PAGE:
Lawsuit Addresses Gender-Related Tariff Rates
By Liza Casabona, Women’s Wear Daily, February 26, 2007
Accepted wisdom has it that women often pay more for purchases and services than men. But gender discrepancies should not extend to federal taxes, according to a recently filed lawsuit.
The suit, filed by Neville Peterson LLP on behalf of Totes-Isotoner Corp. against the U.S., challenges the customs duty rate for men’s leather gloves, which is 14 percent; the rate for women’s and children’s gloves is 12.6 percent.
The lawsuit, filed in the U.S. Court of International Trade, raises the broader question of whether different tariff rates for men’s and women’s apparel violate Constitutional equal protection provisions, “Plaintiff [Totes-Isotoner] seeks recovery of duties that were assessed against it on the basis of provisions of the Harmonized Tariff Schedule of the United States, or HTS, which provisions unlawfully and unconstitutionally discriminate on the basis of gender or age, “ the complaint asserted.
“This isn’t the same as women’s haircuts and dry cleaning being more expensive. Private [companies] have flexibility in determining price points, but here, it’s the government,” said Michael Cone, an attorney with Neville Peterson who is affiliated with the case.
Other lawyers agreed. Lisa Pennington, global employment attorney at law firm Baker Hostetler LLP, which is not involved in the case, said it was the state’s involvement that puts the case on par with other discrimination cases. Private companies often charge women higher rates, she said, “but it’s a whole different story when it’s the government doing it.” Discrimination concepts are well entrenched in current federal laws.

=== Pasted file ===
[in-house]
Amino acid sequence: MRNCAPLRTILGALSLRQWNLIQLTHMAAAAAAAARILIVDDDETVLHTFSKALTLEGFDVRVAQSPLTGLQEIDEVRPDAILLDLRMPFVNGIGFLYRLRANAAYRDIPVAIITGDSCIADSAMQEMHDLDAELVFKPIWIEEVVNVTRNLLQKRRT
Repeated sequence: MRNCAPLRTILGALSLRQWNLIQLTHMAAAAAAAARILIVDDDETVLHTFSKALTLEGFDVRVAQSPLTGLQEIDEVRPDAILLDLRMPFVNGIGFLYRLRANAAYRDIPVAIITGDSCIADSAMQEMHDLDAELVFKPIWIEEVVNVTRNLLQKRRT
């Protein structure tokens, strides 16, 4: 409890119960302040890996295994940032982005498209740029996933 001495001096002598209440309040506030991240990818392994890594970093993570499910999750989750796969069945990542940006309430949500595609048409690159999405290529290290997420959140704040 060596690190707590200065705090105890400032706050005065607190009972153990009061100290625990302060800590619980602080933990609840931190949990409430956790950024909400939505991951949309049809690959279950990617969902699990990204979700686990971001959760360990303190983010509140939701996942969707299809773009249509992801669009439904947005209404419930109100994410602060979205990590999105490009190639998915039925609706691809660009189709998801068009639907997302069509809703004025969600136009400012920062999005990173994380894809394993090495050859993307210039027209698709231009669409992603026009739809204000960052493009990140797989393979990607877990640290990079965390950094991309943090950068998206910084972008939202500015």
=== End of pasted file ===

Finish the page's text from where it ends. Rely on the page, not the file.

Many provisions for wearing apparel under the Harmonized Tariff Schedule and older tariff laws hinge on gender and age, said Mark Joye, import and export attorney at Baker Hostetler. That provides a good context for addressing the tariff structure from the perspective of discrimination laws, he said.
The potential damages that could be recovered by apparel, footwear and glove importers are calculated to be in the neighborhood of $300 million a year, Cone said. If the case takes four years to litigate and other companies file lawsuits as well, both of which the firm expects, the potential damages, with interest, could reach as high as $1.5 billion.
“Totes-Isotoner was the opening salvo across the government’s ship. We are going to file soon on behalf of other importers of apparel and footwear,” Cone said.
The suit seeks to level tariff schedules by moving the rates in line with the lowest rate in each category. Raising duty rates would violate World Trade Organization agreements, he said.
The government could decide to fight the case in court or settle. If the case is litigated all the way through the Supreme Court, it could take as long as five years, said Curtis Knauss, another lawyer with Neville Peterson.
In the international trade court, there’s also a special procedural consideration. Test cases, or lead cases, are tried in situations like this when a number of companies could file lawsuits, Cone said. If other importers file similar cases, the judge appointed would determine which of the cases best represented the argument being made, and that case would be tried while the others were put on hold.